Give Me a Small Venue Anytime

At a U2 concert, back in the 80s, I got caught in the hot and humid crush of general admission. I lost my balance at one point, started to fall over, and would have surely been crushed, had a friend not grabbed my hand and pulled me to my feet.

The same thing happened when Peter Gabriel was on his Security tour. Too many people, not enough ventilation at the Civic Centre, in Lansdowne Park. This time, thankfully, a friend and I found a spot on the sideboards of the skating rink, transformed into general admission. We were directly in front of the sound crew, who couldn't see us, and we enjoyed an unobstructed view of the show.

Getting out, however, was nuts.

When The Who played their first Fond-Farewell concert, in Toronto, I found myself, once again, in the crush of the crowd. This time, I found myself separated from my friends, and I tried to find a place where I could stand and see the stage.

When the opening act, Joe Jackson, played, he was met with an unwelcoming crowd. People threw bottles on stage, told him to get off. (He ended his show early, not surprisingly, after venting his anger at the rude crowd.)

Too bad: I like Joe Jackson.

When The Who hit the stage, the fans went wild. People started moving, and the general-admission crowd became a rolling sea. The air was electric as the speakers set spectators vibrating.

The guy standing to my left was tall, towering next to me. He jumped up and down to the rhythm, his arms stretched skyward. He was clearly enjoying the show.

He must have been drunk. Or stoned. Or both.

It happened without warning. I felt his right arm wrap itself around my shoulders and lock across my throat. With his left hand, he started pummeling me in the left side of my head. I couldn't move: the crowd was a can of sardines, and with my head in a lock, I couldn't do anything, except accept the blows.

I felt dizzy. I could hear my heart thumping in my ears, the pressure in my head heating me up. I was no longer supporting myself by my feet. I was totally in his grip, waiting until I lost consciousness. What would he do with me once I passed out? Why was no one coming to my aid.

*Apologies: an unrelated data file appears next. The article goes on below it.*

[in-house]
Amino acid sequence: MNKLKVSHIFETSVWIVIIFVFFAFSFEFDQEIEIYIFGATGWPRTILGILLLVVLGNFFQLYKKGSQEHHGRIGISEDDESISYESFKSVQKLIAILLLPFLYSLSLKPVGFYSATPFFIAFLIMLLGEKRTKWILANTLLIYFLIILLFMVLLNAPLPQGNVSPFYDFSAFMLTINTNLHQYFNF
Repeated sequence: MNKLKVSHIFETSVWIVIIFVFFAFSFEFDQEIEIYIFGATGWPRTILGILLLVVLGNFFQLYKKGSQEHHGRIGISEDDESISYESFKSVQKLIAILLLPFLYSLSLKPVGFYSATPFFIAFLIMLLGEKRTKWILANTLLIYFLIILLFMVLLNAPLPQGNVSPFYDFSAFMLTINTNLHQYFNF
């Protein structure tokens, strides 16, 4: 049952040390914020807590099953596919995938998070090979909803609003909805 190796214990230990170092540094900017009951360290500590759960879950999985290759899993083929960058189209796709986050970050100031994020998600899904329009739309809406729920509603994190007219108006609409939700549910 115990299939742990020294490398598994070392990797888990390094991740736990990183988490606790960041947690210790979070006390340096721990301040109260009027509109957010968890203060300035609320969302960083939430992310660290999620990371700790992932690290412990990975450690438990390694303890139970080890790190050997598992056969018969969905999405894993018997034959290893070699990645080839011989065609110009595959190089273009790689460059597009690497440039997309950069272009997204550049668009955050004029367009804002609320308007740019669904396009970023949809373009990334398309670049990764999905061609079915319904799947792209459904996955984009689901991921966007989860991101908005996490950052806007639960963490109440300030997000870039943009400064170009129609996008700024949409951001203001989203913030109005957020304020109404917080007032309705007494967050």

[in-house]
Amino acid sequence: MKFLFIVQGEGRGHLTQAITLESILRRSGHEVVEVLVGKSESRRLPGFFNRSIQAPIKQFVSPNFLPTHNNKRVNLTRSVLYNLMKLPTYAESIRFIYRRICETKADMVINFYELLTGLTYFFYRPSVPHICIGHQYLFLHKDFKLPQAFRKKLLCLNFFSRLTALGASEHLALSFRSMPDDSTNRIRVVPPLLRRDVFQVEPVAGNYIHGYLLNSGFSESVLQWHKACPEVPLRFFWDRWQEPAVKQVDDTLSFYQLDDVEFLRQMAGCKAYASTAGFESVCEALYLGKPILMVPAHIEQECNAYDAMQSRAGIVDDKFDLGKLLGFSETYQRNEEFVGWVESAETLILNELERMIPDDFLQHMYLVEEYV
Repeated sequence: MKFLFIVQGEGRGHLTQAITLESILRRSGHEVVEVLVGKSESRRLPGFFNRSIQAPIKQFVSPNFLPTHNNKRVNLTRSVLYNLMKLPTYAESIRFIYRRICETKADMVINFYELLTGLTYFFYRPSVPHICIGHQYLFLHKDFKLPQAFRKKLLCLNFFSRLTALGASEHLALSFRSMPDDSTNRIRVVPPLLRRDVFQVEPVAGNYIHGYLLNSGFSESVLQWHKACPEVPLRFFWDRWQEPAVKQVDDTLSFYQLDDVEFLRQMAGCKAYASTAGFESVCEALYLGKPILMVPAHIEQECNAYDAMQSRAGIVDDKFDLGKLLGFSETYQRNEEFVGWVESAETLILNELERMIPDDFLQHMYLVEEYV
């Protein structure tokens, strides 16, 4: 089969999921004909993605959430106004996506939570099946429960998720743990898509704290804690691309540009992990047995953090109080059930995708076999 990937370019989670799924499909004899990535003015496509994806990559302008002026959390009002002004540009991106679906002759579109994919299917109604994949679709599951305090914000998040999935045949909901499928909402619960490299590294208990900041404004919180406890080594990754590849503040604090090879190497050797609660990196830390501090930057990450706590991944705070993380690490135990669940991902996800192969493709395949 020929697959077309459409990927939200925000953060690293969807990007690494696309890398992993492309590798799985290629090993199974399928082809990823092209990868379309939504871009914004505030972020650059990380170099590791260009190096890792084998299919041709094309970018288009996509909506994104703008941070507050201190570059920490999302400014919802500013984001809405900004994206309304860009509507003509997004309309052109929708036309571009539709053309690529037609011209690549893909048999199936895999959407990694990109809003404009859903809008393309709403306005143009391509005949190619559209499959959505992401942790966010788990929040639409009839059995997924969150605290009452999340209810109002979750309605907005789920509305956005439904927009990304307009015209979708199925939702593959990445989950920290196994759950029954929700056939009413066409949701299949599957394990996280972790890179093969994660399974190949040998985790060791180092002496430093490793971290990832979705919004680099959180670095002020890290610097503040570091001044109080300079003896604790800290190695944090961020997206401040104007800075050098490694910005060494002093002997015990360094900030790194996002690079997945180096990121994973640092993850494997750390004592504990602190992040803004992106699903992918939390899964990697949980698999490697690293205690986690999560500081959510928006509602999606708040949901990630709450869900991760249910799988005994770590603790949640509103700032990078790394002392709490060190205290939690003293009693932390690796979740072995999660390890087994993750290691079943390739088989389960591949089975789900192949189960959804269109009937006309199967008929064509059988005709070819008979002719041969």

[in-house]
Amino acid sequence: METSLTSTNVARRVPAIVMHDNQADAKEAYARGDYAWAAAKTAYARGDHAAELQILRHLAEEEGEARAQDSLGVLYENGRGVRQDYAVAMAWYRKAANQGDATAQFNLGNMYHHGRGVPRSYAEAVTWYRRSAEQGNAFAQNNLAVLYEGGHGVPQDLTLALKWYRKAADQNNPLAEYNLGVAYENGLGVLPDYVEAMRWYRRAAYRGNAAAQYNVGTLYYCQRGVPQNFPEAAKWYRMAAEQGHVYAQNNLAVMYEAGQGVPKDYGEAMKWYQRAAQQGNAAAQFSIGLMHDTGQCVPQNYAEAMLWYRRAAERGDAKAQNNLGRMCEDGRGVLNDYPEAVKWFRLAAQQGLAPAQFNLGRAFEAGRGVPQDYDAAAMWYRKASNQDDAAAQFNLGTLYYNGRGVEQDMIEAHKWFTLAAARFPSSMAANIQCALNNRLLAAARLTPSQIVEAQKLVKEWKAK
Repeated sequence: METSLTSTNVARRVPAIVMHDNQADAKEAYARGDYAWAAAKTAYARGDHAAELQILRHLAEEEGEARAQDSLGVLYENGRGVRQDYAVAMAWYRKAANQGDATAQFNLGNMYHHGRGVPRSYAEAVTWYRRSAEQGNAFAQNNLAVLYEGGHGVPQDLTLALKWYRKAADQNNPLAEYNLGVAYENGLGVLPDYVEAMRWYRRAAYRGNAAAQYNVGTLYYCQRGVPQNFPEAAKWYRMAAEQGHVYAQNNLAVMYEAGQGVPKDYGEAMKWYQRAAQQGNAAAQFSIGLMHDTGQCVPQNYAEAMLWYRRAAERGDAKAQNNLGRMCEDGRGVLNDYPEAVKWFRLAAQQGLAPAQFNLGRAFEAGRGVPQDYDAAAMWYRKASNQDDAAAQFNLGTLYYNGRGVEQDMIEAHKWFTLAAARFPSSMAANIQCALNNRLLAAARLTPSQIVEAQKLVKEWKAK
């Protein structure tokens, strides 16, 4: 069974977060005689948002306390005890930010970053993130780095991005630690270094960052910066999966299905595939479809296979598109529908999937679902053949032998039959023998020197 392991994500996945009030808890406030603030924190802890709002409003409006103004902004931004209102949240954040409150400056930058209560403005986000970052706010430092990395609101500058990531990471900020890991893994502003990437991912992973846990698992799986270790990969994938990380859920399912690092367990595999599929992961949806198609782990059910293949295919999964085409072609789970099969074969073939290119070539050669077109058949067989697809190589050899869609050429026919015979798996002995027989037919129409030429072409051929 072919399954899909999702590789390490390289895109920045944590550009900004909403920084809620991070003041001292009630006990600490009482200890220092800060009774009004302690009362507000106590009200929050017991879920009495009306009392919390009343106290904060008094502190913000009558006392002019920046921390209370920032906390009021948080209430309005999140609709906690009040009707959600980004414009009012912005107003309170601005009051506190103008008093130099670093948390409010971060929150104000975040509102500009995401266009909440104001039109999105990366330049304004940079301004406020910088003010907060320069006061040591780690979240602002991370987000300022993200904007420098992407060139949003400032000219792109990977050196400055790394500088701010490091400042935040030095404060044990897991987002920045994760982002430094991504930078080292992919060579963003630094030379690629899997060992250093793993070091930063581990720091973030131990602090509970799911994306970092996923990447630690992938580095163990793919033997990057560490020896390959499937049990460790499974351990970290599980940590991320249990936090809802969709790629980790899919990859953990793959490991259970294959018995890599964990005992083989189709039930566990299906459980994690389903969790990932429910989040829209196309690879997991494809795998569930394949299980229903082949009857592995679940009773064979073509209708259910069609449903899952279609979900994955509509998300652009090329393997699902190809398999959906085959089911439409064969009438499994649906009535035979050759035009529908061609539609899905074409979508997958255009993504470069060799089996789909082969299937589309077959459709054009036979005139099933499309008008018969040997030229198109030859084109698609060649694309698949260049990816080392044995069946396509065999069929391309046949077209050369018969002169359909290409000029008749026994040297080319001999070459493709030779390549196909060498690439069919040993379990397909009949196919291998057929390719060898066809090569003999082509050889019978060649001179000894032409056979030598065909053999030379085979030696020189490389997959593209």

He released his grip and turned to face me. What was he doing? Was he trying to get to the other side of me, to work on the other side of my face?

I didn't wait: as soon as he was in front of me, facing me, I brought my knee up, as hard as I could, with as much energy as my weakened body would allow, and directed it solidly into his groin. As he bent forward, in pain, I punched him in the throat.

His head snapped upward, he looked to the sky, and fell backward, into the backs of the spectators, who were oblivious to what had happened.

I didn't wait to see how he landed, and I certainly wasn't going to wait to see if he was going to get back up. I turned away and dove into the crowd, and swam against the wave of dancing motion.

I watched the rest of the show from a safe distance. A good Samaritan, who saw my swollen jaw, handed me a cold can of beer, which I held to my face to ease the pain.

I never returned to general admission again. With the exception of Bluesfest, I have avoided large crowds. If I go to a concert at a large venue, I choose ones that have assigned seating, like the NAC or Centrepointe Theatre.

But give me the small, intimate venues. Give me the places  where you can sit at a table, where the performer is so close that you feel he or she is at your table. Give me places like the Black Sheep Inn, CafĂ© Neat, and North on 29.


North on 29, in Mississippi Mills.

I'll take those over the heat, the sweat, the crush.

My body can't take the beating.

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